In 1194, on the king’s return, Lincoln Castle was confiscated with Gerard and Nicholaa only having it returned to them on the accession of King John in 1199. Gerard would also be sheriff of Lincolnshire for the next six years. They were in attendance on the king in November 1200, when John met with William I, King of Scots, in Lincoln. William did homage to John outside the city walls. The meeting of the two kings was immediately followed by the funeral in Lincoln Cathedral of Hugh of Avalon, Bishop of Lincoln, who would later be made a saint. King John acted as a pallbearer for the bishop who would be canonised just twenty years after his death.

As we all know, King John’s reign was not exactly smooth sailing. He lost his French lands and was held to account by the barons of England for numerous examples of maladministration, corruption and outright murder. In June 1215 he had been forced to seal the Great Charter, or Magna Carta, in order to avoid war. Although it eventually came to be considered a fundamental statement of English liberties, as a peace treaty Magna Carta failed miserably. Within weeks John had written to the pope, claiming he’d agreed to it under duress, and the charter was declared null and void; the barons were up in arms.

Nicholaa and Gerard remained loyal to King John. Gerard de Camville died at the start of 1215 and, although now a widow, it seems the castle remained in Nicholaa’s capable hands. On one of King John’s visits to inspect Lincoln’s defences in 1216, Nicholaa met him at the gates and presented the king with the keys to the castle, claiming she was too old and weary to continue in her duties. John refused to accept her resignation, instructing Nicholaa to keep hold of the castle until he ordered otherwise.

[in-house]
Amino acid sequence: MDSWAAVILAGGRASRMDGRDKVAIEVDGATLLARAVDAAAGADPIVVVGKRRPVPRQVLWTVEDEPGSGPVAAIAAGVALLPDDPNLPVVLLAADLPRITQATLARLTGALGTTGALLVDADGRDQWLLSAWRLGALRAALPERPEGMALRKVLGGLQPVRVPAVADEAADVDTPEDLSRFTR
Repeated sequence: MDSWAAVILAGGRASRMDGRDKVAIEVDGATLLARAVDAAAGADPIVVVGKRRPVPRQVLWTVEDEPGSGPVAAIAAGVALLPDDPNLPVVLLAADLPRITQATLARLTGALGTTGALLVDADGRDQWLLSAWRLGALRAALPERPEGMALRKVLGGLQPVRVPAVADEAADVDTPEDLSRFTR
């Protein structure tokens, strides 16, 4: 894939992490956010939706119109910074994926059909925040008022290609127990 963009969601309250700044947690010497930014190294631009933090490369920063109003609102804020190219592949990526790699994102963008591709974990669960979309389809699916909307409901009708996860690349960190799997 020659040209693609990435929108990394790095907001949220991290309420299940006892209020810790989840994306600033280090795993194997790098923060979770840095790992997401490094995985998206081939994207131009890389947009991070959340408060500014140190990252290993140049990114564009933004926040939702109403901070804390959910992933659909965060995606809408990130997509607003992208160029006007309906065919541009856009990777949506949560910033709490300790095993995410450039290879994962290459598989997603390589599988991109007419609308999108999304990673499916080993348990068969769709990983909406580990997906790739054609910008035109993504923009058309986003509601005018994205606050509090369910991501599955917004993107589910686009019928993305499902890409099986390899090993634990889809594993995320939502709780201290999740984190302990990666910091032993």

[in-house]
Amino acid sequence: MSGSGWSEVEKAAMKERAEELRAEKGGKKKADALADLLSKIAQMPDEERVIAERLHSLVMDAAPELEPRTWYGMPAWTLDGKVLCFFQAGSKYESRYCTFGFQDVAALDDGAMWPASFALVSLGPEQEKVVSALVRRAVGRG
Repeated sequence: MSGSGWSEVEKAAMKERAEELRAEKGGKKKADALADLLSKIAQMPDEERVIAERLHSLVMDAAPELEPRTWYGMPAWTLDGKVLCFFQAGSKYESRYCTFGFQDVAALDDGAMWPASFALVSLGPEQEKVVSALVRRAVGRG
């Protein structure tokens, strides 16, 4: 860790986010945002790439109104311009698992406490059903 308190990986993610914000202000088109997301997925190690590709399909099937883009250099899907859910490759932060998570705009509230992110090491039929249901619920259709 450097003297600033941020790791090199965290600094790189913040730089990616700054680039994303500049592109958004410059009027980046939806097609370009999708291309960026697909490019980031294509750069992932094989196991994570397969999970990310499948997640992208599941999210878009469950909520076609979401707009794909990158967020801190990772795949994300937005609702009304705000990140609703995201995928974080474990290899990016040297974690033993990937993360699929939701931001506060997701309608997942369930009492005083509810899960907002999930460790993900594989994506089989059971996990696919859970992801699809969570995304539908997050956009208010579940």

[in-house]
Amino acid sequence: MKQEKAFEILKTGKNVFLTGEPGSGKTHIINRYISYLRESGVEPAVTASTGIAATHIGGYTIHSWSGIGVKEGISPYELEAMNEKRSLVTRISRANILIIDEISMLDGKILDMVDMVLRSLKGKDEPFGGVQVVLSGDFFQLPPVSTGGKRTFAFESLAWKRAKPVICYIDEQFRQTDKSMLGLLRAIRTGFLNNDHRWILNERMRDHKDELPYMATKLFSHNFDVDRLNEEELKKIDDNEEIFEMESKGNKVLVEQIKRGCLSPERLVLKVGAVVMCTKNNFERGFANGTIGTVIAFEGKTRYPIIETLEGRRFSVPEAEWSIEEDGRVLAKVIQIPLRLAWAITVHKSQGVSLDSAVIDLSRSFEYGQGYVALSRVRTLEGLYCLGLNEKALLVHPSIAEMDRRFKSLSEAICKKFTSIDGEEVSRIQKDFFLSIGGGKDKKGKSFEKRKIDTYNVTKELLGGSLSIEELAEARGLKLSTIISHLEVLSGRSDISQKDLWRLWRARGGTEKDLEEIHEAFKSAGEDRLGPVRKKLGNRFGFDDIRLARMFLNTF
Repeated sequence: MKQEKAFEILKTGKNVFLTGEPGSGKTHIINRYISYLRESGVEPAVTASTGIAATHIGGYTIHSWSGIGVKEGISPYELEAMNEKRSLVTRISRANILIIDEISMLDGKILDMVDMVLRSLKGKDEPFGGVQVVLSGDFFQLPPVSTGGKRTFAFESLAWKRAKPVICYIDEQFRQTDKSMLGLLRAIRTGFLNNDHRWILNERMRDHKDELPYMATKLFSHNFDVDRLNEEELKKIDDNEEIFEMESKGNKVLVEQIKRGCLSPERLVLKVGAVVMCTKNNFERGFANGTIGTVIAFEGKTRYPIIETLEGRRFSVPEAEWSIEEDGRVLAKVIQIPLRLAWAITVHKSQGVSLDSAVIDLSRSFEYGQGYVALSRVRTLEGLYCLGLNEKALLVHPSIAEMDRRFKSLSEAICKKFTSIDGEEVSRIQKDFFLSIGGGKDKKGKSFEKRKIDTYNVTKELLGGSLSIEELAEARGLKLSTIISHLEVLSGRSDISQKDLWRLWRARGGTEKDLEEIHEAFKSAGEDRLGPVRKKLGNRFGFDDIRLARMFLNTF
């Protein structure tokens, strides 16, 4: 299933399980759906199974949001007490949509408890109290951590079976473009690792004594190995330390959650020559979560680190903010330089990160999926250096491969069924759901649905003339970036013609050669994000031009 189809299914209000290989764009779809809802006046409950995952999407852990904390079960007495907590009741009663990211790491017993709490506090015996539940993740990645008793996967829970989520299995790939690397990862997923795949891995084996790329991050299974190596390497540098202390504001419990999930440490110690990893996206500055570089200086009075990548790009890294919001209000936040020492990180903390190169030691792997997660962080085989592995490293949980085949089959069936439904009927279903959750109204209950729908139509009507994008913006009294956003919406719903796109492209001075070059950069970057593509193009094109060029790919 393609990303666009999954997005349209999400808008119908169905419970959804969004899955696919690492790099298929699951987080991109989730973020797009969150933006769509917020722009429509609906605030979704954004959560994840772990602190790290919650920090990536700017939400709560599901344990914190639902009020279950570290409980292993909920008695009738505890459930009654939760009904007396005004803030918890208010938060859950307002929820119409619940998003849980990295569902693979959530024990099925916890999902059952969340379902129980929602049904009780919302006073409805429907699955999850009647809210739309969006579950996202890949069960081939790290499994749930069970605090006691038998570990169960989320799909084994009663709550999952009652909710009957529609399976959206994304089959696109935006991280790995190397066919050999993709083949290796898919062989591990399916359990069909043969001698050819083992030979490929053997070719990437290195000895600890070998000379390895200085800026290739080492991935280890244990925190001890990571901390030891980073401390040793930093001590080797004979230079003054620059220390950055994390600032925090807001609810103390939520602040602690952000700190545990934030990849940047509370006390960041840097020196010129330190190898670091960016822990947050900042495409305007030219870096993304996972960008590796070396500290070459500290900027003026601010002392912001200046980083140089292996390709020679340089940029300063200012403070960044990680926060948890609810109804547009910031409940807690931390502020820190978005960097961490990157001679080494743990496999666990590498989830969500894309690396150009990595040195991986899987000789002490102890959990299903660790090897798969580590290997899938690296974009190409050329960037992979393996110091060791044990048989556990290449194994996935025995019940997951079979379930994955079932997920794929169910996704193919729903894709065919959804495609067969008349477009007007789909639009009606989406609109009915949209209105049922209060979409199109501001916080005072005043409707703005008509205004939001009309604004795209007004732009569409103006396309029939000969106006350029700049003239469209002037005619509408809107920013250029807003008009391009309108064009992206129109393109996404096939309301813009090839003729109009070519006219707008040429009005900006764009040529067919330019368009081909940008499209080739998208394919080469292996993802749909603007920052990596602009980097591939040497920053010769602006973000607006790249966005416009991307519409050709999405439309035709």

Whether Nicholaa ever intended to give up Lincoln, or the event was staged so that John could demonstrate his continued trust in Nicholaa, is open to debate. I suspect it was the latter. John was in the midst of civil war and running short of allies. Nicholaa had already demonstrated her abilities in defending Lincoln, and her loyalty to John – he would have been hard put to replace her. However, the event gave John the opportunity to reinforce his trust in Nicholaa in front of his barons.

In late 1215, intent on continuing the war, the rebel barons invited the king of France to take the throne of England. The king refused, but his son, Louis (the future Louis VIII), accepted the offer and was hailed as King of England in London in June 1216. That summer, Nicholaa prevented another siege of Lincoln Castle by paying off a rebel army, led by rebel Lincolnshire baron Gilbert de Gant, who remained in occupation of the city of Lincoln but lifted the siege of the castle. 

As Louis consolidated his position in the south, John fell desperately ill, probably from dysentery, as he travelled through East Anglia. He moved on to the bishop of Lincoln’s castle at Newark, from where, just hours before his death, John appointed Nicholaa de la Haye as Sheriff of Lincolnshire in her own right. She was the first ever woman to be appointed sheriff in England.